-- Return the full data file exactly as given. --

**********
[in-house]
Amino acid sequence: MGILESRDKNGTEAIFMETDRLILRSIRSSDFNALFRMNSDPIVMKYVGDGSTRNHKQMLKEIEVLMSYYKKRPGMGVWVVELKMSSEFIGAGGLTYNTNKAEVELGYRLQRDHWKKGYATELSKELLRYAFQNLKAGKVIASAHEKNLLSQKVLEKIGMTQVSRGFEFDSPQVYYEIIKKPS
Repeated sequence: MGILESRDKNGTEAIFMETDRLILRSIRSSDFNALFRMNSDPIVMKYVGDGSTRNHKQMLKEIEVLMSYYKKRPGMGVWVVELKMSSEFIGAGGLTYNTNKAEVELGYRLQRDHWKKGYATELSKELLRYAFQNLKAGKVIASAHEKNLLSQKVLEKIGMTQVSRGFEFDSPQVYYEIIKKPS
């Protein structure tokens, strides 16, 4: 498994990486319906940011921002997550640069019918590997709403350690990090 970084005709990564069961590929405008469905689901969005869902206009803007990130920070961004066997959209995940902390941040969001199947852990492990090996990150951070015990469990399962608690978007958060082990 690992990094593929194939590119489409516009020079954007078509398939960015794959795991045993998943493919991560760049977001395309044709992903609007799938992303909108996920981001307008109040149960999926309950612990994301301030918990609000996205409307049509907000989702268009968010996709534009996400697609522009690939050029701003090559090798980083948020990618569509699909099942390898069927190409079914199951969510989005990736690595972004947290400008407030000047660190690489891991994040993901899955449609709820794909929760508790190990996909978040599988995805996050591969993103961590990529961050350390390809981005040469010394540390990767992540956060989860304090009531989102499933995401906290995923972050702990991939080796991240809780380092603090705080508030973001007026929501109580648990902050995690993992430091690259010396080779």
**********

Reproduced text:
[in-house]
Amino acid sequence: MGILESRDKNGTEAIFMETDRLILRSIRSSDFNALFRMNSDPIVMKYVGDGSTRNHKQMLKEIEVLMSYYKKRPGMGVWVVELKMSSEFIGAGGLTYNTNKAEVELGYRLQRDHWKKGYATELSKELLRYAFQNLKAGKVIASAHEKNLLSQKVLEKIGMTQVSRGFEFDSPQVYYEIIKKPS
Repeated sequence: MGILESRDKNGTEAIFMETDRLILRSIRSSDFNALFRMNSDPIVMKYVGDGSTRNHKQMLKEIEVLMSYYKKRPGMGVWVVELKMSSEFIGAGGLTYNTNKAEVELGYRLQRDHWKKGYATELSKELLRYAFQNLKAGKVIASAHEKNLLSQKVLEKIGMTQVSRGFEFDSPQVYYEIIKKPS
């Protein structure tokens, strides 16, 4: 498994990486319906940011921002997550640069019918590997709403350690990090 970084005709990564069961590929405008469905689901969005869902206009803007990130920070961004066997959209995940902390941040969001199947852990492990090996990150951070015990469990399962608690978007958060082990 690992990094593929194939590119489409516009020079954007078509398939960015794959795991045993998943493919991560760049977001395309044709992903609007799938992303909108996920981001307008109040149960999926309950612990994301301030918990609000996205409307049509907000989702268009968010996709534009996400697609522009690939050029701003090559090798980083948020990618569509699909099942390898069927190409079914199951969510989005990736690595972004947290400008407030000047660190690489891991994040993901899955449609709820794909929760508790190990996909978040599988995805996050591969993103961590990529961050350390390809981005040469010394540390990767992540956060989860304090009531989102499933995401906290995923972050702990991939080796991240809780380092603090705080508030973001007026929501109580648990902050995690993992430091690259010396080779």